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According with W3C Recommendation says that every aplicattion requires its document character set (Not be confused with Character Encoding).

A document character set consists of:

  • A Repertoire: A set of abstract characters, such as the Latin letter "A", the Cyrillic letter "I", the Chinese character meaning "water", etc.

  • Code positions: A set of integer references to characters in the repertoire.

Each document is a sequence of characters from the repertoire.

Character Encoding is: How those characters may be represented

When i save a file in Windows notepad im guessing that this are the "Document Character Sets":

  • ANSI
  • UTF-8

Simple 3 questions:

I want to know if those are the "document character sets". And if they are,

  1. Why is UTF-8 on the list? UTF-8 is not supposed to be an encoding?

    If im not wrong with all this stuff:

  2. Are there another Document Character Sets that Windows do not allow you to define?

  3. How to define another document character sets?

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2 Answers 2

up vote 2 down vote accepted

In my understanding:

  • ANSI is both a character set and an encoding of that character set.
  • Unicode is a character set; the the encoding in question is probably UTF-16. An alternative encoding of the same character set is big-endian UTF-16, which is probably what the third option is referring to.
  • UTF-8 is an encoding of Unicode.

The purpose of that dropdown in the Save dialog is really to select both a character set and an encoding for it, but they've been a little careless with the naming of the options.

(Technically, though, an encoding just maps integers to byte sequences, so any encoding could be used with any character set that is small enough to "fit" the encoding. However, the UTF-* encodings are designed with Unicode in mind.)

Also, see Joel on Software's mandatory article on the subject.

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think that the 4 that im refereing are "Document Character sets"? why UTF-8 is on the list if is an encoding. or im wrong with the document character sets? –  nEAnnam Jul 7 '11 at 20:02
@nEAnnam: No, the term Document Character Set as used by the W3C article seems to refer to only the definition of which characters exist and the integer code that belongs to each character. In order to save a file, you need to know both the character set and the encoding (which is mentioned in 5.2 in the article). The dropdown box you are referring to contains combinations of character sets and encodings, but they are incorrectly and inconsistently named. –  Aasmund Eldhuset Jul 7 '11 at 20:13
@nEAnnam: More correct dropdown item names would be "Charset: ANSI / Encoding: ANSI", "Charset: Unicode / Encoding: UTF-16", "Charset: Unicode / Encoding: big-endian UTF-16", and "Charset: Unicode / Encoding: UTF-8". Optionally, one could just list the encodings, since an encoding usually "belongs to" a single charset: "ANSI" / "UTF-16", "big-endian UTF-16", and "UTF-8". –  Aasmund Eldhuset Jul 7 '11 at 20:14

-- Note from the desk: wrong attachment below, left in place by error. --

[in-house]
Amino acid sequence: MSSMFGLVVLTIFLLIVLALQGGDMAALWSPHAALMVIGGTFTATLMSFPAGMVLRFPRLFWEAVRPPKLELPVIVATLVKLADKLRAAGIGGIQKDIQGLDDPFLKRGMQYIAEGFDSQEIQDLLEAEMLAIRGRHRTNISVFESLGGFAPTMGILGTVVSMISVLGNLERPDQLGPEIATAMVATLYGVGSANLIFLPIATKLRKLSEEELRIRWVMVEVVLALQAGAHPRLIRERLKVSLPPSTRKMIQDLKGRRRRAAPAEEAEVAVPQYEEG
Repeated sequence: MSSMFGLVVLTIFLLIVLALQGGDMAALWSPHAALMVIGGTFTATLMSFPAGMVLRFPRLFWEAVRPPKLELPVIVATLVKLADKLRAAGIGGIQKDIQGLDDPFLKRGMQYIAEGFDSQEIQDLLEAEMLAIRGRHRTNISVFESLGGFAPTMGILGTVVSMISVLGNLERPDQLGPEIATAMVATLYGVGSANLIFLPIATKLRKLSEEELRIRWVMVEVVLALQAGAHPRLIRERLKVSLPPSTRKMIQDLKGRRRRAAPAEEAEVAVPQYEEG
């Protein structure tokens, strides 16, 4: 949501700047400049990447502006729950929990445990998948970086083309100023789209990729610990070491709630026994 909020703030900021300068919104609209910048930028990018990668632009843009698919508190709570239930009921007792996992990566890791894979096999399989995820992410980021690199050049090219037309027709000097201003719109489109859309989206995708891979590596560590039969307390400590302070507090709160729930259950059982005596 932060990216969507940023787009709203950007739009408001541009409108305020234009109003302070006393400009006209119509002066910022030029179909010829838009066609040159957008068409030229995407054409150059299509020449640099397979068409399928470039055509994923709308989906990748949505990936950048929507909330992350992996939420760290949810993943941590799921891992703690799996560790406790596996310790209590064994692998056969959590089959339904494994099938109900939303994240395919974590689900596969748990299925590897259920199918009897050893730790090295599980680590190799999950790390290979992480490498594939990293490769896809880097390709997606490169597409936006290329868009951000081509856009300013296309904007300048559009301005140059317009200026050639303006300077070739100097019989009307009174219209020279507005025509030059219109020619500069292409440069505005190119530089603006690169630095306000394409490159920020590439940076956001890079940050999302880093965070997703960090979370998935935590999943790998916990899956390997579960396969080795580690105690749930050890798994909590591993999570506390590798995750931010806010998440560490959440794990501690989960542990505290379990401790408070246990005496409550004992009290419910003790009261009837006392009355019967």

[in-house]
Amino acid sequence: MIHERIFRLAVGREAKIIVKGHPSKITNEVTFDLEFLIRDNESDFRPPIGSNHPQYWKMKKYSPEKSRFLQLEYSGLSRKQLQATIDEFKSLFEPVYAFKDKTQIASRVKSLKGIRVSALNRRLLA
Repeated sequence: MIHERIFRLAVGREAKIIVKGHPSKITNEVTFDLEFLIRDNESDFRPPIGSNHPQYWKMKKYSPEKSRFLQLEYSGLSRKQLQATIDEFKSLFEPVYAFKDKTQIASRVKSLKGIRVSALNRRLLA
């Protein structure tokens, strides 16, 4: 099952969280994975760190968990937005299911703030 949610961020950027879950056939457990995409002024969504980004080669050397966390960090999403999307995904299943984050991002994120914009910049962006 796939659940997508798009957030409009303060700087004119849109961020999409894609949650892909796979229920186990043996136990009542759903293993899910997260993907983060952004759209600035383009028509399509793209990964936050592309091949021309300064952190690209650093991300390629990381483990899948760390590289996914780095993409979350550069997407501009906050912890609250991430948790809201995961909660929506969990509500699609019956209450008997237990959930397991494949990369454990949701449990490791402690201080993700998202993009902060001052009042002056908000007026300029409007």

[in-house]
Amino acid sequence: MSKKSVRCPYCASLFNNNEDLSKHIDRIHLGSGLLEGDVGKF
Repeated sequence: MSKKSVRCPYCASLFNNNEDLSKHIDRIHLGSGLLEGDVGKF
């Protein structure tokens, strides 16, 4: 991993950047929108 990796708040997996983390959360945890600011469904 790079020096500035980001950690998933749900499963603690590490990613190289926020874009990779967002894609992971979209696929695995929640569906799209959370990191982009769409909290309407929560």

So all the problem are this freaking windows senseless options. Ill put you the answered because you clear the big doubt. Also thanks to Oded. –  nEAnnam Jul 7 '11 at 20:17
@nEAnnam: Thanks. Yes, the badly named options surely contributed to the confusion in this case. Read the article, though, and you'll be able to see through bad wording yourself next time (I knew nothing about charsets and encoding until I read that article). :-) –  Aasmund Eldhuset Jul 7 '11 at 20:47

UTF-8 is a character encoding that is also used to specify a character set for HTML and other textual documents. It is one of several Unicode encodings (UTF-16 is another).

To answer your questions:

  • It is on the list because Microsoft decided to implement it in notepad.
  • There are many other character sets, though defining your own is not useful, so not really possible.
  • You can't define other character sets to save with notepad. Try using a programmers editor such as notepad++ that will give you more character sets to use.
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UTF-8 is A "Document character set"? (not confuse with character encoding) –  nEAnnam Jul 7 '11 at 19:56
-1. UTF-8 is an encoding that specifies how code points from the Unicode character set can be represented as byte sequences. –  Aasmund Eldhuset Jul 7 '11 at 19:57
people confuse it, and all the web is full of useless information :( –  nEAnnam Jul 7 '11 at 19:58
@nEAnnam: Very true. However, the article I linked to in my answer is an excellent source of information. :-) –  Aasmund Eldhuset Jul 7 '11 at 20:02
@Oded: Downvote removed after your edit (though "used as a character set for HTML" makes it sound like that's the only thing UTF-8 can be used for...) –  Aasmund Eldhuset Jul 7 '11 at 20:04

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